Popular reasons why people use bridging loans

bridging loans

From buying a new property to paying an unexpected bill on time, there are numerous reasons why you may need bridging loans or finance. As a short-term loan, it can help to cover an immediate expense while you arrange for a longer-term solution. 

As Sam Covington from Finbri explains “Bridging loans are multi-purpose. It’s a flexible finance solution that can solve a number of short-term financial situations. The most common use typically involves property transactions but we’ve also seen an increase in its use for probate and inheritance tax bill payments through to funding property conversions from commercial properties such as offices to dwellings.”

To help you decide whether this type of finance is the right option for you, here are the top reasons people use bridging loans. 

To complete a property sale while waiting for your current one to sell

This is one of the most common reasons for applying for a bridging loan. It means that should you find yourself caught up in a property chain, the loan will enable you to still purchase your new property while waiting for the sale of your current home to complete. 

As a bridging loan is a short-term finance arrangement, you can then repay the outstanding amount once you get the funds released from your property sale.

Purchasing land while waiting for planning permission

Another popular reason to use bridging finance is to purchase land you plan to redevelop. Mortgage companies are reluctant to lend on land that has not yet secured planning permission. But if you are sure that planning permission will be granted, then a bridging loan could be used to purchase the land. You then pay off the loan once you can secure a standard mortgage. 

Poor credit history

Poor credit history can prevent a borrower from being approved for a standard loan. A bridging finance specialist may consider a loan application in these incidences. However, it is essential to note that you will be required to use your home, property, or commercial assets as collateral to guarantee the loan.

Buying property at auctions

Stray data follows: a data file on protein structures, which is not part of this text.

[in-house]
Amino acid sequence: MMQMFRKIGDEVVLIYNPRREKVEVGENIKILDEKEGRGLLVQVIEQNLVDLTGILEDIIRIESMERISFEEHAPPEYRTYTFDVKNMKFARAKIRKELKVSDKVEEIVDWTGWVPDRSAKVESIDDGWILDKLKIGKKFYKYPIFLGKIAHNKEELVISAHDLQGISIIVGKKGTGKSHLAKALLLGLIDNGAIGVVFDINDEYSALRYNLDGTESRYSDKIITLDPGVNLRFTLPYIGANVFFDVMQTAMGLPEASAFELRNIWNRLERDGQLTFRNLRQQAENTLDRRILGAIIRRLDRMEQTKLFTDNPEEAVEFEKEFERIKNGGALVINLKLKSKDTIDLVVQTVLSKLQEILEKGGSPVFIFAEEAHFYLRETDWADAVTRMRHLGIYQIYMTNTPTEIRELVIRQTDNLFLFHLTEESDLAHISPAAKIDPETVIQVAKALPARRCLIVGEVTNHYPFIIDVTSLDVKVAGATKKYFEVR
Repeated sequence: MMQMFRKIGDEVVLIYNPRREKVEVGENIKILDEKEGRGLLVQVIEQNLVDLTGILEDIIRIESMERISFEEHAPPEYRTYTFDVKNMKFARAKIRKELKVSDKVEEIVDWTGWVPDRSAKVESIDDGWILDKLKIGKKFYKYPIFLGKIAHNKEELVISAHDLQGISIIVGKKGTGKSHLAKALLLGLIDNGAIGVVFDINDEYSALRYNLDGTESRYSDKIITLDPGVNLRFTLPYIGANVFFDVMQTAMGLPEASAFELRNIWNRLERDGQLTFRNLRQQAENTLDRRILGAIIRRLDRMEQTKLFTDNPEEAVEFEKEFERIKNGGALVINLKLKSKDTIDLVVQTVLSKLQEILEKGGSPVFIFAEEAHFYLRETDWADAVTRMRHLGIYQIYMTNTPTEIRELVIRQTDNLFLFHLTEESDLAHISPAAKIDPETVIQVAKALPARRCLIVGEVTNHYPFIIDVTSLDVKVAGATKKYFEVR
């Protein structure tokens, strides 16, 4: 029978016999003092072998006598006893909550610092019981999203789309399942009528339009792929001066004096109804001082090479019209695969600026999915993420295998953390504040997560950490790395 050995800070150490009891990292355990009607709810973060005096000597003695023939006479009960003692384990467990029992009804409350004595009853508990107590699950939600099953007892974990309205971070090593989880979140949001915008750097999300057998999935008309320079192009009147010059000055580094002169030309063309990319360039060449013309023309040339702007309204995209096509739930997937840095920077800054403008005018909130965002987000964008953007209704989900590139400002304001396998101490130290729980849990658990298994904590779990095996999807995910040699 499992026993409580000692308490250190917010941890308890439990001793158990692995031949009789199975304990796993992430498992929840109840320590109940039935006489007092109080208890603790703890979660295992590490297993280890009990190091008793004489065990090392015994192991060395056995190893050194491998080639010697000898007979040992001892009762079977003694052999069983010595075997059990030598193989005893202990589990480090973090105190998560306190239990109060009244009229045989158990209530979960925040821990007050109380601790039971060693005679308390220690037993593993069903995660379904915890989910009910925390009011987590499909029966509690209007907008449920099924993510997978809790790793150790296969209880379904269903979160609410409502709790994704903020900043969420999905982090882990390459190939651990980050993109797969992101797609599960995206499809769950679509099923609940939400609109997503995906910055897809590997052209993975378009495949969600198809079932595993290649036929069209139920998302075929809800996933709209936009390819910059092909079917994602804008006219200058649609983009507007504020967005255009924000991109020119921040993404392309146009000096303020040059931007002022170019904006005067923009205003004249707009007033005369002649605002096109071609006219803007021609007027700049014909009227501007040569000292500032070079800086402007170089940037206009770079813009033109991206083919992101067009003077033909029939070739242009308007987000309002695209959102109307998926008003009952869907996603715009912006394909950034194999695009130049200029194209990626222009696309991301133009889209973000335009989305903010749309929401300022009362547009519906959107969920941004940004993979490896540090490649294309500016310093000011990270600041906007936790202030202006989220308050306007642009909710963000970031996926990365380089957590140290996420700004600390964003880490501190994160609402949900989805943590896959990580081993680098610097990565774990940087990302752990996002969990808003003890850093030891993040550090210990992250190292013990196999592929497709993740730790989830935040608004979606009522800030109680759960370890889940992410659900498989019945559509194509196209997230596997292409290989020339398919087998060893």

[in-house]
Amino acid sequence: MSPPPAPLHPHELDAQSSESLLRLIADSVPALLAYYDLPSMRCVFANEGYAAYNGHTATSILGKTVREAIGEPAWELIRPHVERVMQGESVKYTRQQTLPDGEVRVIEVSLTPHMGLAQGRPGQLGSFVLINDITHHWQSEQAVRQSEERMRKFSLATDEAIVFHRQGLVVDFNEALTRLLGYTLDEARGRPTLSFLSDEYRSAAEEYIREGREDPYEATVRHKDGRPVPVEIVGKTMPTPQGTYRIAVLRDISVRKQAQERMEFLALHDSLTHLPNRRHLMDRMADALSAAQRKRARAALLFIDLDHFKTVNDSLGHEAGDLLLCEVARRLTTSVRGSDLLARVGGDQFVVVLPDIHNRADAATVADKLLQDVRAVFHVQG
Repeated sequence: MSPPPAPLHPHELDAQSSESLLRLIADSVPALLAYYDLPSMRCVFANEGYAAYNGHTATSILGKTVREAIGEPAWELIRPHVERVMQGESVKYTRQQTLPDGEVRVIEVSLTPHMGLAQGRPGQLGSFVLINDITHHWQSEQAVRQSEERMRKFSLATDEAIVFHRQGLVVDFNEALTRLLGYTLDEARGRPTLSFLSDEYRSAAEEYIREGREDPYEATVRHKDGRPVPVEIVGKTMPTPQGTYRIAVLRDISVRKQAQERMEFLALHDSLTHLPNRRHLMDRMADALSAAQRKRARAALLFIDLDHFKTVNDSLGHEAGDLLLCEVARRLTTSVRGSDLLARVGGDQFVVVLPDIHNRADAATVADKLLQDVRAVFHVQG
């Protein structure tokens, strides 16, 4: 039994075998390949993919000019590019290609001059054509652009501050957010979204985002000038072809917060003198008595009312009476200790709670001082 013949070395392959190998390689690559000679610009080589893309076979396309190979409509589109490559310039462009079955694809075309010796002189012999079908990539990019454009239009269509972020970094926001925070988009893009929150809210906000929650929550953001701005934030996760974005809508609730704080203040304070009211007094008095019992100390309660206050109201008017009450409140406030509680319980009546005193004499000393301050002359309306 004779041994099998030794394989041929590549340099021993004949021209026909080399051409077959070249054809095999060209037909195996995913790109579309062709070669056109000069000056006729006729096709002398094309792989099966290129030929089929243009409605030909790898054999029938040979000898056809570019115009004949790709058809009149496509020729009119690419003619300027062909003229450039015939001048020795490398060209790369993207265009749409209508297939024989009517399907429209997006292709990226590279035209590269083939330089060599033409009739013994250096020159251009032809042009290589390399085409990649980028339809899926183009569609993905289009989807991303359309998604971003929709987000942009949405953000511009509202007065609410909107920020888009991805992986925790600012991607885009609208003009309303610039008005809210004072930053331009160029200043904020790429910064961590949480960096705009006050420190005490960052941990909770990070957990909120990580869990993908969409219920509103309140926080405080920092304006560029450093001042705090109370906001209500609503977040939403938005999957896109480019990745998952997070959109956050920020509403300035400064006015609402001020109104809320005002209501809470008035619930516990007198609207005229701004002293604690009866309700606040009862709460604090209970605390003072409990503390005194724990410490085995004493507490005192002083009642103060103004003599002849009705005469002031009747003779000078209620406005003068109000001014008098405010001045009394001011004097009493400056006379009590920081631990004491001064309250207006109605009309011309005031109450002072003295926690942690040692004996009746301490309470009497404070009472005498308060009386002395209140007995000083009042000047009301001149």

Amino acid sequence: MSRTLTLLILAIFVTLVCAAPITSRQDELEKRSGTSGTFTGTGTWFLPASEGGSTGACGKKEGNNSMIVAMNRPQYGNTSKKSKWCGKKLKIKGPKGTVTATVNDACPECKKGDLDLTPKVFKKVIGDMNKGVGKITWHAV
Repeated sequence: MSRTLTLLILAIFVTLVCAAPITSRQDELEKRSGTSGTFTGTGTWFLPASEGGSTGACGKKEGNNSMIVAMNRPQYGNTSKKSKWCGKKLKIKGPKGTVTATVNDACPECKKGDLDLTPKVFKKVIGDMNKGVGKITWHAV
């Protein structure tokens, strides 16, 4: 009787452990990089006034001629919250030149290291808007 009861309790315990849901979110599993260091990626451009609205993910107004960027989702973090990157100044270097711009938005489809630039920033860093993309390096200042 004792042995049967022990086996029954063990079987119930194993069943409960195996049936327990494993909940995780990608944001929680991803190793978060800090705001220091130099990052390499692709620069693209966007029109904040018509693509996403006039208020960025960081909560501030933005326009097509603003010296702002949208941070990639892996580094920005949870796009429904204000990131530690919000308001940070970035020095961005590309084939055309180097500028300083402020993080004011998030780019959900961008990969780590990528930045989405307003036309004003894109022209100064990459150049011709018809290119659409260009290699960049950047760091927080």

With most standard mortgages requiring more than a month to complete, using a bridging loan is quicker to obtain the finance you need to buy a property at auction. You can then repay the bridging loan once your mortgage on the property is approved.

To obtain short-term working capital

Many businesses often require short-term working capital, for example, to cover a temporary drop in cash flow due to seasonal business patterns. A bridging loan could also be used to pay for stock or essential equipment purchases to ensure business continuity.

Settling a tax bill

A business could also use bridging finance to settle an unexpected tax bill that they would otherwise be unable to pay in time. Utilising a short-term bridging loan will ensure the bill is paid on time and avoid any late payment charges.

For developing an unliveable property

Our final most common reason to use bridging finance is if you want to buy a property to be renovated. Many lenders are unwilling to offer a mortgage if the building is uninhabitable or dilapidated. But with a shorter-term loan, you can complete the purchase and undertake any necessary construction work to make the property liveable. Once a mortgage is in place, you can repay the original bridging loan.

Whatever your reason for considering bridging finance, it is essential that you get the right advice so that you know what a bridging loan entails and can apply for the right loan for your needs.

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